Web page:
Last fall the National Organic Standards Board (NOSB) made the decision not to prohibit hydroponic and container growing methods in organic production. This decision left some members of the organic community infuriated and galvanized. They vowed to dig in and create a label that meant something more than the USDA seal. After a few short months, the Real Organic Project (ROP) was formed by farmers and advocates who say that they are reclaiming the original meaning of organic.
Dave Chapman is a tomato farmer in Vermont with a long history of soil advocacy. He is a member of the newly founded Real Organic Standards Board, and he elaborated on the intent and strategy of the new organization.
Melody Meyer: What precipitated the move to create a new organic standard?
Dave Chapman: There has been growing discontent with the National Organic Program (NOP) in the last few years. Certainly, the recent rapid spread of hydroponics in USDA-certified berry and vegetable production has been a shock. To many of us, this is an abandonment of the basic principle of organic farming. Another alarming development has been the sudden increase of concentrated animal feeding operations (CAFO) in both dairy and poultry.
The organic community has watched with feelings of helplessness as “certified organic” has been redefined. Perhaps the final straw was the recent USDA decision to throw out the Organic Livestock and Poultry Practices (OLPP) animal welfare standards. Those standards were weak, but even so, they would have been strong enough to decertify three-quarters of the currently certified eggs in America. I think that the choice was to give up or create something new to represent food grown with traditional organic practices.
MM: Will the new ROP standard have the USDA organic certification as its base?
DC: Yes, the new standards will require USDA certification as a base. The standards will be very simple. They will exclude CAFO and HYDRO production. The standards board will decide the details in three weeks.
MM: How does the ROP standard work with the new regenerative standard being implemented by Rodale?
DC: The Real Organic label is a natural partner with the Regenerative Organic Certification. ROC is setting a very strong standard that represents where we are headed. This is where we all want to go as quickly as possible. It is an ambitious attempt to reimagine a better organic future, developing minimal tillage techniques and strong labor practices to protect farm workers.
The Real Organic Project will create a label that reflects the real organic practices of today’s farms. At the moment there is considerable consumer and farmer frustration with being unable to identify food grown using traditional organic practices, separate from the industrial systems of CAFOs and HYDROs. That was, after all, the original intent of the NOP. To Protect and Defend.
MM: Are you concerned that yet another label in the market will create confusion for the consumer?
DC: Yes, but I am more concerned that the consumer will be misled by avoiding that confusion. Of course, consumer confusion is a problem. But if you aren’t confused, you aren’t paying attention. The truth is that the meaning of organic under the NOP is becoming more confusing by the day. That isn’t because we are bickering about insignificant issues, but rather because the organic philosophy is getting lost in the rush for the marketplace. Issues such as animal welfare and nutrient density are not “outlier issues” to many of us. They are very close to our hearts, and they are the reason that many choose to spend their money on organic food.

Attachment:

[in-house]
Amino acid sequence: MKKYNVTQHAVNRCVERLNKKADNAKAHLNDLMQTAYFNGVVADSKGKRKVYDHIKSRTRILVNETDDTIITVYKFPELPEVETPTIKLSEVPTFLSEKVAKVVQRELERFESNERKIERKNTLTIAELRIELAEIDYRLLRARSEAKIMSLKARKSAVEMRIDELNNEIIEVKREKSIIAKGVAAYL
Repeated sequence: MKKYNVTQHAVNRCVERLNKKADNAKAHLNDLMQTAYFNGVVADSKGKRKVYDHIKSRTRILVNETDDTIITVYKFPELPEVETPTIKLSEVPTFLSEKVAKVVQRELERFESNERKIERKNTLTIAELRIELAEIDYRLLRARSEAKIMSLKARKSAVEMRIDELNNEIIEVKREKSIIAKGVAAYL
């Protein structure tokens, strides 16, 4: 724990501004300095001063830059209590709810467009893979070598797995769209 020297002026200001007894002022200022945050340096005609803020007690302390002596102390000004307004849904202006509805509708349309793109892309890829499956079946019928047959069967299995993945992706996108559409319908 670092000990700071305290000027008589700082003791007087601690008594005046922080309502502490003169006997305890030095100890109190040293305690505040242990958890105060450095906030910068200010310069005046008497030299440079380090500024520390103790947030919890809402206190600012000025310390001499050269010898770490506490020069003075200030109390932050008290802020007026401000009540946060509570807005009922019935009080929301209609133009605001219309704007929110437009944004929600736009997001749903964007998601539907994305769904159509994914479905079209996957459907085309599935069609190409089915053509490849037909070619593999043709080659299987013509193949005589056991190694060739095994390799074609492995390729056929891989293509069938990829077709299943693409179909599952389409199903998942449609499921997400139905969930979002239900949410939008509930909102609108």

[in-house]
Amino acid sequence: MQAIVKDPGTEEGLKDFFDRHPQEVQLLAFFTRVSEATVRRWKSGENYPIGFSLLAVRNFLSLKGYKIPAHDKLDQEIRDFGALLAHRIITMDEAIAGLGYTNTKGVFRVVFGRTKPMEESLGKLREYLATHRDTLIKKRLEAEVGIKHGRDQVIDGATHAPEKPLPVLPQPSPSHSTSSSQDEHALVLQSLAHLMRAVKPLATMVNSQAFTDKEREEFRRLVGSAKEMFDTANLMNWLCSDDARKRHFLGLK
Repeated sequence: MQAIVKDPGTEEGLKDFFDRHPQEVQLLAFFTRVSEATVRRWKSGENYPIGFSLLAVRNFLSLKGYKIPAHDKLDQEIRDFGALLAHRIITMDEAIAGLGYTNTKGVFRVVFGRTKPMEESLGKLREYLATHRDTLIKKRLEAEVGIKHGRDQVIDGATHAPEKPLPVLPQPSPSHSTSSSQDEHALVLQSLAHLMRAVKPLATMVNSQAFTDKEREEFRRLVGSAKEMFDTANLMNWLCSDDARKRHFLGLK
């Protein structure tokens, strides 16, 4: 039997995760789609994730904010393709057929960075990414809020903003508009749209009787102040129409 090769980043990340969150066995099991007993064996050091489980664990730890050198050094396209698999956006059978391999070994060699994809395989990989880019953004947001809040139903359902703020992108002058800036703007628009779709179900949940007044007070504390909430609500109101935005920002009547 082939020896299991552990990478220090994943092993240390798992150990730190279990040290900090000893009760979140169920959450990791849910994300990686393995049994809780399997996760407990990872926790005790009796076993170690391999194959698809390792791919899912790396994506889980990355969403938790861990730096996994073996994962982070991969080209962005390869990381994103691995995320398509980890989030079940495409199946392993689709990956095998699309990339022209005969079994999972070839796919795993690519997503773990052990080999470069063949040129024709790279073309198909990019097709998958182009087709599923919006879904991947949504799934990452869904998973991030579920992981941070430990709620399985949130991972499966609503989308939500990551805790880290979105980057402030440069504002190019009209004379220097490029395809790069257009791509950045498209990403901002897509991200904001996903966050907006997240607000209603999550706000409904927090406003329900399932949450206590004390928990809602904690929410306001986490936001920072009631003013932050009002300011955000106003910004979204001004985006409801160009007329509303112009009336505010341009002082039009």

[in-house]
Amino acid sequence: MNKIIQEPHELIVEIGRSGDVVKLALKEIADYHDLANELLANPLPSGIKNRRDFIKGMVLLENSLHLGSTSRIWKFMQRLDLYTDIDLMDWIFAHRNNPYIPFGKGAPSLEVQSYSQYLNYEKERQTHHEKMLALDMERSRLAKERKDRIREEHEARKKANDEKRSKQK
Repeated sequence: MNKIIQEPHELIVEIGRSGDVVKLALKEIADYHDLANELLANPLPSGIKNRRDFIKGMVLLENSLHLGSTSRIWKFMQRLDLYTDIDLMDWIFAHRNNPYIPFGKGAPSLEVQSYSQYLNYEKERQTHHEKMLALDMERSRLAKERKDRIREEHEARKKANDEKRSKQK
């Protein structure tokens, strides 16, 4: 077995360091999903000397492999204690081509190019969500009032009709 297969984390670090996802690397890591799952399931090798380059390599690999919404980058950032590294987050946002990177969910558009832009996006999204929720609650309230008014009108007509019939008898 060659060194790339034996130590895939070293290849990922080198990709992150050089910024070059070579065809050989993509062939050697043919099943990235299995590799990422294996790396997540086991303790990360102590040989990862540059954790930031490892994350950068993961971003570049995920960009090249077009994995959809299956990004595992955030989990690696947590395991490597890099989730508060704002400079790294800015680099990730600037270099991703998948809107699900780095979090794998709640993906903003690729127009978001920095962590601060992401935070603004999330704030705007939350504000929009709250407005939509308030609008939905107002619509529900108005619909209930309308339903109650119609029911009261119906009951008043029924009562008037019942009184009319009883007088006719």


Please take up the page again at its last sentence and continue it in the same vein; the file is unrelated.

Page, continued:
Of course, the way to avoid so much confusion would be for the hydroponic producers to create their own label where they proudly advertise how they grow food without soil, using organic inputs. But that won’t happen because they are pretty certain that people don’t want to buy food with a hydroponic label. So instead they have forced their way into the “certified organic” brand.
The same is true for the CAFO egg producers. Let them advertise that they proudly grow in concentrated feeding operations that only feed organic grain. But they won’t do that because customers would abandon such a label. It is important to remember that the confusion is created by those changing the meaning of “organic.” It is not caused by the creation of new labels to represent these old ideas.
MM: What are you hoping the ROP will accomplish for farmers and consumers?
DC: I hope that it will bring together the organic community. We have been set aside by the powerful players of the New Organic coalition. There are millions of people who want real organic, but who don’t know how to find it. Due to bad labeling, one needs to be an expert to find an egg or a tomato grown with traditional organic practices.
Perhaps we can build a stronger connection between the eaters and the farmers who try so hard to produce that food. Surely we can all agree that we want integrity and choice in our food system. Perhaps the CAFOs and HYDROs are right, and that inexpensive food is what people really want. In which case they will flourish, no matter what we do.
They have nothing to fear. The Real Organic Project is meant as an educational effort, helping both farmers and eaters to learn more about the biological foundation of healthy soil and healthy food. It is created to grow an alternative to what Michael Pollan called the “Organic Industrial Complex.” But our focus will be on the solution rather than the problem.
I ask you, dear reader, do you believe we need another organic label in the market?
“The views on this page do not necessarily reflect the views, opinions or positions of Melody Meyer or UNFI.”